Category Archives: Commentary
So, I have been and will continue to be on vacation at the beach with family until the end of the week. The internet service down here is absolutely abysmal – we’re talking 5 Mbps shared across 40 rooms – which is why I have not been on top of the comments and general news. I suppose that might sound bad, caring about frivolous internet things while at the beach. But honestly, if I knew it was going to be vacation back to 1994, I might have passed. Also, the ocean seems saltier this year and there was a fly in my soup.
That said, how ’bout that PS4 news?
- No new restrictions on used game sales.
- No internet connection required.
- $399 vs Xbox One’s $499
It wasn’t all good news – a Playstation Plus membership is required for all multiplayer, just like Xbox Live today – but it was a fantastic PR coup for Sony to have been quiet all this time before launching into these consumer-friendly revelations.
A couple Apologists skeptics from around the web have tried to paint Sony with the Xbox One brush over the used games quote though:
“The DRM decision is going to have to be in the hands of the third parties. That’s not something that we’re going to dictate or mandate or control or implement.”
“Aha!” the Apologists cried. “Same thing as Xbox!”
Not really. In fact, not at all. The key point here is that Sony’s strategy is unchanged from the current generation. Remember Online Passes? Those were 3rd party attempts at mitigating secondary game sales, all of which happened in this generation. If EA suddenly changes their mind vis-a-vis reintroducing Online Passes, Sony isn’t going to stop them, but at least it isn’t turned on by default as it is in the Xbox One scenario. As Destructoid put it:
The major difference between PS4 and Xbox One, of course, is that Sony hasn’t made it easier for corporations to control the behavior of their customers, because the PS4 doesn’t tie your copies to your accounts, or initiate checks to scrub traded game data off your system. Basically, Microsoft designed the Xbox One to make it as easy as flipping a switch to eradicate any possibility of sharing your games, while Sony is maintaining its policy of this current generation.
Or you can go with the Game Front article for even further clarification:
“The Online Pass program for PlayStation first-party games will not continue on PlayStation 4. Similar to PS3, we will not dictate the online used game strategy (the ability to play used games online) of its publishing partners. As announced last night, PS4 will not have any gating restrictions for used disc-based games. When a gamer buys a PS4 disc they have right to use that copy of the game, so they can trade-in the game at retail, sell it to another person, lend it to a friend, or keep it forever.”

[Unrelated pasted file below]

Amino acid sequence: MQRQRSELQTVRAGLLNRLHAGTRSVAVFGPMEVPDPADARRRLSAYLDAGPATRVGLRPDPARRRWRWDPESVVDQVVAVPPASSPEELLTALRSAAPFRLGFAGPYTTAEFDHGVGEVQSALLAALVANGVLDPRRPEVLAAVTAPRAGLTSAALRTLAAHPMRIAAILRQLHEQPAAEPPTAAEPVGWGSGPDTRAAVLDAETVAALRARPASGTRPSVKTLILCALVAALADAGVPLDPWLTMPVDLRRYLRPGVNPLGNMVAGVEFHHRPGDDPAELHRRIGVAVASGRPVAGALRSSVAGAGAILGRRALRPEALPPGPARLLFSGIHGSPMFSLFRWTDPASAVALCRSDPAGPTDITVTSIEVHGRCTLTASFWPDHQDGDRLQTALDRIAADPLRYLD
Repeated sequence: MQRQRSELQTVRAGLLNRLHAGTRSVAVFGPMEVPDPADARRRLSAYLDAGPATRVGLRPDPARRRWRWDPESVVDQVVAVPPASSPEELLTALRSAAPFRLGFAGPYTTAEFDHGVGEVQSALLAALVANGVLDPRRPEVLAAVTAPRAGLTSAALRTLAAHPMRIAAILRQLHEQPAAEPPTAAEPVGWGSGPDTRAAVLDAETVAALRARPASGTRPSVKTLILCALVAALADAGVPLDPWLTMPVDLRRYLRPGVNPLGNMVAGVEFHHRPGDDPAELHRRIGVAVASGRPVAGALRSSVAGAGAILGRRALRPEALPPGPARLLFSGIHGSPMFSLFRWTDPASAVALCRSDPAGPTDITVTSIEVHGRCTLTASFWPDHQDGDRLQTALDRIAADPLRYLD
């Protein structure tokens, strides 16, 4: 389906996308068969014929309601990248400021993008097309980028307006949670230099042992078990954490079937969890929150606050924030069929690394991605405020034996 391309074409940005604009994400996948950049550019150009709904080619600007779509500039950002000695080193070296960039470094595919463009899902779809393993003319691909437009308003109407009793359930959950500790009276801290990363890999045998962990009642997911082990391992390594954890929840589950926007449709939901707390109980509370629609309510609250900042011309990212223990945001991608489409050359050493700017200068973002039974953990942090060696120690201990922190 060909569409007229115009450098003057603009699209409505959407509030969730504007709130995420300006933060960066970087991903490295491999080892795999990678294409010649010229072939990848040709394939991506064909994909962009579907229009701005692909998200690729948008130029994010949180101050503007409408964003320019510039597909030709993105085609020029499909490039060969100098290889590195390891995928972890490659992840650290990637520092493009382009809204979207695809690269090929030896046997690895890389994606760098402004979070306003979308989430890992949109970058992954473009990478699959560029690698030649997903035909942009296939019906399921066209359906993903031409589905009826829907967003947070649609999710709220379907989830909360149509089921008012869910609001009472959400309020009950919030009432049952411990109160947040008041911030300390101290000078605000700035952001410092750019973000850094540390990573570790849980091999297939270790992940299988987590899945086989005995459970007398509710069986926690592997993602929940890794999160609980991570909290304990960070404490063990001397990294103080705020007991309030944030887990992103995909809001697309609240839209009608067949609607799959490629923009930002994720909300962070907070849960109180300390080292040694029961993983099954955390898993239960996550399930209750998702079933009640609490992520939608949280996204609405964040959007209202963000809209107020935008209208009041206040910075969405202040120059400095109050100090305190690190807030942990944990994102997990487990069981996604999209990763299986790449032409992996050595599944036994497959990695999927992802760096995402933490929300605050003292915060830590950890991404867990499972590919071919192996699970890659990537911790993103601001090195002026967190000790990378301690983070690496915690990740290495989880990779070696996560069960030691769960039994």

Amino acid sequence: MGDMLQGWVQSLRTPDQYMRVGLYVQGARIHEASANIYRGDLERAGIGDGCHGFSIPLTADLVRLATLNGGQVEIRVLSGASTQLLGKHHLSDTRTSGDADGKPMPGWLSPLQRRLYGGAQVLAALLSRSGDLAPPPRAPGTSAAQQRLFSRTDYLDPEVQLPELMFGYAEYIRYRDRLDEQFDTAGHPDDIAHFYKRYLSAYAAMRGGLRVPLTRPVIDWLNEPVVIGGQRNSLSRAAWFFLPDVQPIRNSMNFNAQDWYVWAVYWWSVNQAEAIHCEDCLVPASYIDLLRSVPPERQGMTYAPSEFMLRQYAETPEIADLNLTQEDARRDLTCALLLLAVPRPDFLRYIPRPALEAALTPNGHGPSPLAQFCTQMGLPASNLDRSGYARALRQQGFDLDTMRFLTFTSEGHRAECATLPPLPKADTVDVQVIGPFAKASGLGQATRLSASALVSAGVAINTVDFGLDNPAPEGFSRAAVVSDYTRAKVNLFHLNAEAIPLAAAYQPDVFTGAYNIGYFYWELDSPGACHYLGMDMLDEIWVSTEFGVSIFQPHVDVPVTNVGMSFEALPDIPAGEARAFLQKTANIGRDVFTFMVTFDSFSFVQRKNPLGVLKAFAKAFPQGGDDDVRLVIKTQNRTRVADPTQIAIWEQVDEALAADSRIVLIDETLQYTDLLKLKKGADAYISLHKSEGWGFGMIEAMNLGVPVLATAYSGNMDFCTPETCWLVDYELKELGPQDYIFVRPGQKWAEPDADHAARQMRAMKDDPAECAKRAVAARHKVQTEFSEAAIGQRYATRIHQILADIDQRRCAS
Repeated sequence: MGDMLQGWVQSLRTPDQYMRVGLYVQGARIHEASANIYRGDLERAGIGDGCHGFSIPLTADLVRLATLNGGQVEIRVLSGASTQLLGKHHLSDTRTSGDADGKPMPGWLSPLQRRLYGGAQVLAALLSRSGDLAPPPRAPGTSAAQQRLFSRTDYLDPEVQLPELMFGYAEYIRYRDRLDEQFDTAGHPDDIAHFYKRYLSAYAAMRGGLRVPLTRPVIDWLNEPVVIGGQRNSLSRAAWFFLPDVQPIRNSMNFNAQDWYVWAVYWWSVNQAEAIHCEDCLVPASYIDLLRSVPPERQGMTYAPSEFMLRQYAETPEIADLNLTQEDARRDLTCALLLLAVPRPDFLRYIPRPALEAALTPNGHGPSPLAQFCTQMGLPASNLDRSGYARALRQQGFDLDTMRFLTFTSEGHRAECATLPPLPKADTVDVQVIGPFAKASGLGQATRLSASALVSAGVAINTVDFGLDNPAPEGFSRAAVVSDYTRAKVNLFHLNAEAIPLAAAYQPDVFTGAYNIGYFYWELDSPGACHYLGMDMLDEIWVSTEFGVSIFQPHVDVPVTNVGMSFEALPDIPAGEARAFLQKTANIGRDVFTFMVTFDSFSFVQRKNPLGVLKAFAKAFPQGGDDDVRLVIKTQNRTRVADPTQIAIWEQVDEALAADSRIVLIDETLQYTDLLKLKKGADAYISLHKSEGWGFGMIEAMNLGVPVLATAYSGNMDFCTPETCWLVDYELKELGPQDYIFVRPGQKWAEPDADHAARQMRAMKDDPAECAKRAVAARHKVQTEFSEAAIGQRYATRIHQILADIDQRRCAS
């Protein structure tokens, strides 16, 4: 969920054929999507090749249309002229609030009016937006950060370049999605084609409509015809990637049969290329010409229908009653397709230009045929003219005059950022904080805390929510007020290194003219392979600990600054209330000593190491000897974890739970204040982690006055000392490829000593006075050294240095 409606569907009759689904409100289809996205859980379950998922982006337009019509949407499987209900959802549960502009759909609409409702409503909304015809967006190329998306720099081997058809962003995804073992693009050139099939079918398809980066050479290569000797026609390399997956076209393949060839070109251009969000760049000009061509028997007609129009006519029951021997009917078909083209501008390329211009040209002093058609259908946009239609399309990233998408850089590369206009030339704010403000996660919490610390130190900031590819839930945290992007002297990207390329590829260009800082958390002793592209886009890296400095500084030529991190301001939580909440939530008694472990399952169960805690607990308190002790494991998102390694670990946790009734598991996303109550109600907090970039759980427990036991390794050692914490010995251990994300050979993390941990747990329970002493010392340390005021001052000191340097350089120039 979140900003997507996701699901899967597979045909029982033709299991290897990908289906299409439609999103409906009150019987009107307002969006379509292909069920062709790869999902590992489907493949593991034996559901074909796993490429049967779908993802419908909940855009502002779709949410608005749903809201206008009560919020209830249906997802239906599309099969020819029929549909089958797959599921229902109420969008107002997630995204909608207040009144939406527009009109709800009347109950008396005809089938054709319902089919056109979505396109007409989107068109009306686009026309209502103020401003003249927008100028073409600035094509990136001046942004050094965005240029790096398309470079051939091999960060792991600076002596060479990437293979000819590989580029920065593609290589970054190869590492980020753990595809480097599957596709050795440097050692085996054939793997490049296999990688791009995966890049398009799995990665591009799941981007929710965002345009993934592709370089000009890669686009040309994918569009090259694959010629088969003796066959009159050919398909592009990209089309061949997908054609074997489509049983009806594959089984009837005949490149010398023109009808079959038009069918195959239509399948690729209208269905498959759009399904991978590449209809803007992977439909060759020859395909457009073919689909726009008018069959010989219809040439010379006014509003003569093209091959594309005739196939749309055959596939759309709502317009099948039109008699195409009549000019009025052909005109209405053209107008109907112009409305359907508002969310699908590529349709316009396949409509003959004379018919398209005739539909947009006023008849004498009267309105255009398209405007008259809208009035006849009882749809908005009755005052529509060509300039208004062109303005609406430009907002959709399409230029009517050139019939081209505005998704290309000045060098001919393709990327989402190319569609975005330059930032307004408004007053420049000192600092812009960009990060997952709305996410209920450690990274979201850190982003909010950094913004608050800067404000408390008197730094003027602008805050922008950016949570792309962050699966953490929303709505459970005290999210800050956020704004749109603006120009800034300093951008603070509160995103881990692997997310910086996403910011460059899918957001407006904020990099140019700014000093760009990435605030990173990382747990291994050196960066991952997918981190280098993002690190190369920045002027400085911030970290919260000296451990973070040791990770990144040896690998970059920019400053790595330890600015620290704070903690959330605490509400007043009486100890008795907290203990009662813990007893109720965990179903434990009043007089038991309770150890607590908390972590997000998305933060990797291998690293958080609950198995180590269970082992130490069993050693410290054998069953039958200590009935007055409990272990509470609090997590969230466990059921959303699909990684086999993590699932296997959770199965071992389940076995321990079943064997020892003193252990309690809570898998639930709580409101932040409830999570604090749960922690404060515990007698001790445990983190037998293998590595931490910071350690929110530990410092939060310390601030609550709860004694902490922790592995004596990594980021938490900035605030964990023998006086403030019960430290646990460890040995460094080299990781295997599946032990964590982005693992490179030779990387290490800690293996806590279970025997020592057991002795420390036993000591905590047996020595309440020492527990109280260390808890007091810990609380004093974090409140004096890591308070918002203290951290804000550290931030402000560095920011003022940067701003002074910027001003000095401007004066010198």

This is good news for gamers, indeed. In a nutshell, you can buy a used single-player game for the PS4 and play it all you want. If you want to go online with it, you may have to deal with some sort of publisher-determined DRM, be it an Online Pass or whatever.
Not that I’m going to buy one anytime soon – I just bought a PS3 last Christmas. But it’s nice to know that whenever I do hop aboard the next console generation, I will have the opportunity to catch up on all the games I’ve missed by hitting up Amazon or some local place and not be paying full MSRP out the ass for 2+ year old games.
I started playing Torchlight 2 a few weeks ago, and I am having some issues. Now, I did not like the original game all that much, but picking up the sequel for $5 during one of those crazy Steam sales seemed safe enough. And so far, I am not experiencing the same acute symptoms of frustration as in the first game. Except… now I kinda am.
My biggest gripe with the original game was that the loot system was broken. Specifically, there was no real sense of gear progression in a hack-n-slash Diablo-clone genre that is based entirely on gear progression – I used the same “legendary” level 3 necklace all the way into the endgame, never finding an upgrade. While I have not ran into this problem as much in Torchlight 2, the contours of the issue remain in place. For example, I ran into this gearing decision the other day:
Maybe “higher level = better” is too simplistic a progression design, but… is it really?
The more pressing concern in Torchlight 2 though, is how a lot of things that should be rewarding are really not. Each main area map has a Locked Golden Chest which contains, as you might imagine, a lot of loot. The key to this chest can drop randomly from any mob on that particular map, or from a specific fairy mob 100% of the time.
Compelling design, right? It would be, if these chests dropped something more than vendor trash.
Random loot is random, but after spending more time than strictly necessary opening these chests up and walking away with nothing of any value, I am finding myself souring on game in general. Indeed, even the extra-large treasure chests at the end of boss encounters reveals greys and greens more often than not. Why should I be fighting bosses when smashing pottery is clearly the more profitable activity?